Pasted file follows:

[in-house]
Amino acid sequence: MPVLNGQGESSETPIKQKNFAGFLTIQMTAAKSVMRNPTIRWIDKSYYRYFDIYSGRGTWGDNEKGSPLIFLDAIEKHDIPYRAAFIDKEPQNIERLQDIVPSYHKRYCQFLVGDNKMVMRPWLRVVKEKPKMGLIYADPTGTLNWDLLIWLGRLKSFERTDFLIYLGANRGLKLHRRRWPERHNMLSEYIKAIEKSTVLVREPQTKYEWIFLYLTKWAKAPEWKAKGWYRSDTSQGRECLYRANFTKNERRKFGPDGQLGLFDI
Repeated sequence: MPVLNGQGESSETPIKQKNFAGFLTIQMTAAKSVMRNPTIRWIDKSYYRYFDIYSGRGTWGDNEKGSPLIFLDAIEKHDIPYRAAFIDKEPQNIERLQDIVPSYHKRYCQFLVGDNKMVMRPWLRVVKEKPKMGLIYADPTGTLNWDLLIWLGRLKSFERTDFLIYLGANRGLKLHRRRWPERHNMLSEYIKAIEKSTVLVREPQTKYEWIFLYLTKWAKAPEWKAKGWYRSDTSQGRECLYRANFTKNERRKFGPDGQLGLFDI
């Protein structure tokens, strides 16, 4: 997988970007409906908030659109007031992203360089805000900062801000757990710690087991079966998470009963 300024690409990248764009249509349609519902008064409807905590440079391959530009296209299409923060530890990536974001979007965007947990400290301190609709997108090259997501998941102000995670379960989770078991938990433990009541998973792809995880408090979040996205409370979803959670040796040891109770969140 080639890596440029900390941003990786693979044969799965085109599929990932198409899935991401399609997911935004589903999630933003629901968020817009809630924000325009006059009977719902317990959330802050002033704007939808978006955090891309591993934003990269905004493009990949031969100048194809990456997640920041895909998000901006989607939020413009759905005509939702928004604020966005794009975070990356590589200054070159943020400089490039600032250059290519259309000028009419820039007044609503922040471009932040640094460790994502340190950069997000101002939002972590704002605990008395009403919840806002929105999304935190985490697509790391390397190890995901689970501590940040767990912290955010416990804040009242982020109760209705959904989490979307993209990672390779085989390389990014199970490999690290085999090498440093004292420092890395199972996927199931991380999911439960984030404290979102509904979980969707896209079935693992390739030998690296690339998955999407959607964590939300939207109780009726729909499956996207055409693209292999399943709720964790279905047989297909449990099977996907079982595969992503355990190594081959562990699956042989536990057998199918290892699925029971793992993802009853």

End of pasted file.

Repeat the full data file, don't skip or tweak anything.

[in-house]
Amino acid sequence: MPVLNGQGESSETPIKQKNFAGFLTIQMTAAKSVMRNPTIRWIDKSYYRYFDIYSGRGTWGDNEKGSPLIFLDAIEKHDIPYRAAFIDKEPQNIERLQDIVPSYHKRYCQFLVGDNKMVMRPWLRVVKEKPKMGLIYADPTGTLNWDLLIWLGRLKSFERTDFLIYLGANRGLKLHRRRWPERHNMLSEYIKAIEKSTVLVREPQTKYEWIFLYLTKWAKAPEWKAKGWYRSDTSQGRECLYRANFTKNERRKFGPDGQLGLFDI
Repeated sequence: MPVLNGQGESSETPIKQKNFAGFLTIQMTAAKSVMRNPTIRWIDKSYYRYFDIYSGRGTWGDNEKGSPLIFLDAIEKHDIPYRAAFIDKEPQNIERLQDIVPSYHKRYCQFLVGDNKMVMRPWLRVVKEKPKMGLIYADPTGTLNWDLLIWLGRLKSFERTDFLIYLGANRGLKLHRRRWPERHNMLSEYIKAIEKSTVLVREPQTKYEWIFLYLTKWAKAPEWKAKGWYRSDTSQGRECLYRANFTKNERRKFGPDGQLGLFDI
């Protein structure tokens, strides 16, 4: 997988970007409906908030659109007031992203360089805000900062801000757990710690087991079966998470009963 300024690409990248764009249509349609519902008064409807905590440079391959530009296209299409923060530890990536974001979007965007947990400290301190609709997108090259997501998941102000995670379960989770078991938990433990009541998973792809995880408090979040996205409370979803959670040796040891109770969140 080639890596440029900390941003990786693979044969799965085109599929990932198409899935991401399609997911935004589903999630933003629901968020817009809630924000325009006059009977719902317990959330802050002033704007939808978006955090891309591993934003990269905004493009990949031969100048194809990456997640920041895909998000901006989607939020413009759905005509939702928004604020966005794009975070990356590589200054070159943020400089490039600032250059290519259309000028009419820039007044609503922040471009932040640094460790994502340190950069997000101002939002972590704002605990008395009403919840806002929105999304935190985490697509790391390397190890995901689970501590940040767990912290955010416990804040009242982020109760209705959904989490979307993209990672390779085989390389990014199970490999690290085999090498440093004292420092890395199972996927199931991380999911439960984030404290979102509904979980969707896209079935693992390739030998690296690339998955999407959607964590939300939207109780009726729909499956996207055409693209292999399943709720964790279905047989297909449990099977996907079982595969992503355990190594081959562990699956042989536990057998199918290892699925029971793992993802009853």